The Age of Entitlement over?

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Peter Whiting

SPC chair. 

bronwyn bishop
Bronwyn Bishop, by Eva Rinaldi, flickr cc

“The Age of Entitlement is over”, we were told when the then Shadow Treasurer, Joe Hockey, addressed the Institute of Economic Affairs in London in April 2012. As he explained, the problem arises when one person believes she or he has a right to a good or service for which someone else has to pay.

Three years on, we are still treated to the spectacle of politicians incurring travel expenses for personal travel, and then believing the taxpayer should bear the burden. The Speaker Bronwyn Bishop is simply the latest in a list of elected members from both sides of politics who have been challenged to repay costs inappropriately claimed.

Some voices are calling for a review of the system to enable allowances to be clearly defined. Presumably, an improved system could be designed. Usefully, it might also contain penalties for abuse substantial enough to cause elected members to exercise restraint in deciding what to claim. However, what is really needed is a change of mindset. We need our elected representatives to jettison the sense of entitlement attached to their status and recall clearly that they are really in a position of service.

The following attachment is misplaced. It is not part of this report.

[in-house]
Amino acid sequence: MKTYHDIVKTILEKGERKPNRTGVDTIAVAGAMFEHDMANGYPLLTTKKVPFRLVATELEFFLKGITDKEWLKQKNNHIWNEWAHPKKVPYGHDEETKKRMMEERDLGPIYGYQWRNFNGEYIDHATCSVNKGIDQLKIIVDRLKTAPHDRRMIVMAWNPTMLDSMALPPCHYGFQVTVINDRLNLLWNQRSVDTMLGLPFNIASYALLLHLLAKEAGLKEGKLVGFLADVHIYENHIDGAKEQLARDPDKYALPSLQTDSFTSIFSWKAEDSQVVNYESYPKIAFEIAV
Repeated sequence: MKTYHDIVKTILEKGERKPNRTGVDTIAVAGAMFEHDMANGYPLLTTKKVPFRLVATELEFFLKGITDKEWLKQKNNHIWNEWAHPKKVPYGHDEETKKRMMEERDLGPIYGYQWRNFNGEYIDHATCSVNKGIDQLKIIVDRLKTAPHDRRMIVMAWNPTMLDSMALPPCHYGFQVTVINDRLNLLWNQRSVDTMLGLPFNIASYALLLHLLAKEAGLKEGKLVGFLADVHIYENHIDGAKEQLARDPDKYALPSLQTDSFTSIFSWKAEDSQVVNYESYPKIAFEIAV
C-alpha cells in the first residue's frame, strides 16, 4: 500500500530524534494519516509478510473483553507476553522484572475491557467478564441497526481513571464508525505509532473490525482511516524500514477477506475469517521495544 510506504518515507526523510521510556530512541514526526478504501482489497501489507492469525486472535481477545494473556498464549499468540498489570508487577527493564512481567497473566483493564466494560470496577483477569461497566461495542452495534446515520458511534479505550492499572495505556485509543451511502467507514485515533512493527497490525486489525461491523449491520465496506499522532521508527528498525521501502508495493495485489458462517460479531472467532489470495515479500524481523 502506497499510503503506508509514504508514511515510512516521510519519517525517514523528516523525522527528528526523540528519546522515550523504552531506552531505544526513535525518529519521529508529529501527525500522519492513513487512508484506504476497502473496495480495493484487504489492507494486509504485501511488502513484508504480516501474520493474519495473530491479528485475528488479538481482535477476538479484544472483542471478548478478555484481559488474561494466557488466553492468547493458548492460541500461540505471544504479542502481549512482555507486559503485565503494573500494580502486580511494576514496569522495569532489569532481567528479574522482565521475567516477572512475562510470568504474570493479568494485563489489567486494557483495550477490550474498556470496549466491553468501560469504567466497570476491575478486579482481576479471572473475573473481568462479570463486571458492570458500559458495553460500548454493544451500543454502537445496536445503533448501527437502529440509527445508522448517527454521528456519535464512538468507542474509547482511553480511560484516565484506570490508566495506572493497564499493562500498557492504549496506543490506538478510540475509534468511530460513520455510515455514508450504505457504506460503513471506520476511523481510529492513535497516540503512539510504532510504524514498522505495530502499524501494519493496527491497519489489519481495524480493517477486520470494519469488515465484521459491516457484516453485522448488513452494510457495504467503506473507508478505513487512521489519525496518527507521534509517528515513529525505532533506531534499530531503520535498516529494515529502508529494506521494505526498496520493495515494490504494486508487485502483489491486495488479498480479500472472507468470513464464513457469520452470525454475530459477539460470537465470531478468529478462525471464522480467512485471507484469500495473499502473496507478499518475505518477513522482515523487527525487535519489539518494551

In the concluding remarks of his speech, Hockey concluded that “Governments around the world must reign in their excesses…” Quite so! This, however, is not simply a matter of fiscal restraint; it requires sound leadership by example. Elected members must put aside their excesses and be constantly aware that if they are to make inroads into the mentality of entitlement pervading our society, they must reflect in their own behavior values such as propriety, restraint, and personal integrity. Without such leadership, the assertion of the end of the Age of Entitlement will prove to be premature!


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